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Pope Francis

Pope to award 2016 Ratzinger Prize to Inos Biffi and Ioannis Kourempeles

October 20, 2016. The winners of this year's Ratzinger Prize will be Inos Biffi and Ioannis Kourempeles. The former, an Italian priest, is an expert in Systematic Theology and History of Medieval Theology. The latter is Greek and an Orthodox. He is an expert in History of Dogmas and Dogmatic Theology. He will be the first Orthodox to be awarded the prize given by the Joseph Ratzinger Foundation, considered by many the Nobel Prize of Theology.
Pope Francis

Pope Francis sends his condolences to Thais after the death of King Bhumibol Adulyadej

October 14, 2016. Pope Francis has sent a message to the Prime Minister of Thailand to express his condolences for the death of King Bhumibol Adulyadej. He was 88 years old, and his reign spanned seven decades. Pope Francis said he is "deeply saddened” and he expresses his closeness to the members of the royal family and the Thai people.
Pope Francis

Pope sends 100,000 dollars for Hurricane Matthew victims

October 14, 2016. Through the Pontifical Council "Cor Unum", Pope Francis will send $100,000 to the victims of Hurricane Matthew in Haiti. The money will fund relief efforts in the first stages of recovery after the devastating effects of the hurricane. With this gesture, the pope wants to express his "closeness of spirit and fatherly support” to everyone in the affected area.
Pope Francis

Pope authorizes new decrees of heroic virtues for four potential saints

October 11, 2016. Pope Francis authorized the Congregation for the Causes of Saints to promulgate the decree of heroic virtues to four people, who are being investigated by the Church for possible sainthood. The decrees were given to the following "Servants of God:”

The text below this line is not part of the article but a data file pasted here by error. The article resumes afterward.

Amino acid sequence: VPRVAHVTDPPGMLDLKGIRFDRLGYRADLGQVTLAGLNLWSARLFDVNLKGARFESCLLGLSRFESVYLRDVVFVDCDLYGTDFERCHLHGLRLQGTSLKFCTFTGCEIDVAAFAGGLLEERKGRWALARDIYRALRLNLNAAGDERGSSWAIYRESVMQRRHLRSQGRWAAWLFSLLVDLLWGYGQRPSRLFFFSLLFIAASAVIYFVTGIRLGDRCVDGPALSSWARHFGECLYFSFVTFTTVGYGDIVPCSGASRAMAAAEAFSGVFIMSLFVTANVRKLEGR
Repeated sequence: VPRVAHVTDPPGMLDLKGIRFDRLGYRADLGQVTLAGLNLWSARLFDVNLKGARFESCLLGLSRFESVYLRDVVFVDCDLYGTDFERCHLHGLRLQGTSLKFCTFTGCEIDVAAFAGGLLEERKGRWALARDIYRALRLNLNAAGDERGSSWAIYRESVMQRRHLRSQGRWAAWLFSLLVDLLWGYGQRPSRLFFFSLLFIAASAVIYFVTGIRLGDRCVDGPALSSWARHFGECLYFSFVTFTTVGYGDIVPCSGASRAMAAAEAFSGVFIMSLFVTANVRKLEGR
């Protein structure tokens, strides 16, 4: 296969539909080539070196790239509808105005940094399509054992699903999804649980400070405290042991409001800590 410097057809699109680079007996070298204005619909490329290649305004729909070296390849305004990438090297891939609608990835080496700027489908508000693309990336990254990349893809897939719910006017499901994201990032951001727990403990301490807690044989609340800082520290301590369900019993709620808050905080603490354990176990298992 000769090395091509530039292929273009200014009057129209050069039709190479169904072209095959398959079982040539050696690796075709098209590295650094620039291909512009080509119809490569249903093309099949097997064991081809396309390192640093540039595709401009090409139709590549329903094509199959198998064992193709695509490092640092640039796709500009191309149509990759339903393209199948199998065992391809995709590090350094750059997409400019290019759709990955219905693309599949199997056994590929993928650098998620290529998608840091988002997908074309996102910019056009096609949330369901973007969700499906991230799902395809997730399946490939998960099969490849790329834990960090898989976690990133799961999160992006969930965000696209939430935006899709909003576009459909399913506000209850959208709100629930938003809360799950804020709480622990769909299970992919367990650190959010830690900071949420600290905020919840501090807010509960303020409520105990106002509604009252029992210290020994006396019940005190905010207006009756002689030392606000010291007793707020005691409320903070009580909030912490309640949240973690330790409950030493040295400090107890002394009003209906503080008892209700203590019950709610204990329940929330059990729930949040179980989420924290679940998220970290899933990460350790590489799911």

Pope Francis

Pope Francis rejects death penalty on Twitter: #NoDeathPenalty

October 10, 2016. The Pope has has given his support via Twitter to the World Day Against the Death Penalty. The following message can be read in each of his nine accounts, in their respective languages: "Punishment should necessarily include hope! #NoDeathPenalty.”
Pope Francis

Pope Francis announces Synod about youth and vocation

October 6, 2016. It will be held in 2018 under the name "Youth, faith, and vocational discernment.” Preparations for the second Synod of bishops convened by Pope Francis are well underway.

Theme chosen for 2017 World Communications Day

September 29, 2016. The theme for the 2017 World Communications Day has officially been announced. Coming from the book of Isiah, the theme is: "Fear not, for I am with you: communicating hope and trust in our time.”
Pope Francis

Pope will not be able to travel to Israel on Friday to attend the funeral of Shimon Peres

September 28, 2016. Despite the rumors that Pope Francis will travel to Israel to attend Shimon Peres funeral, the Vatican has issued a statement officially announcing a confirmation for the pope's scheduled visit to Georgia and Azerbaijan will remain as planned on Friday. The pope spoke warmly about the former leader and sent out a telegram of condolences:
Pope Francis

Pope's schedule during his trip to Sweden

September 27, 2016. Pope Francis will travel to Sweden next October 31 and November 1, for the occasion of the Lutheran–Catholic Common Commemoration of the Reformation.This will be the 17th trip of his pontificate.

Third priest found dead in Mexico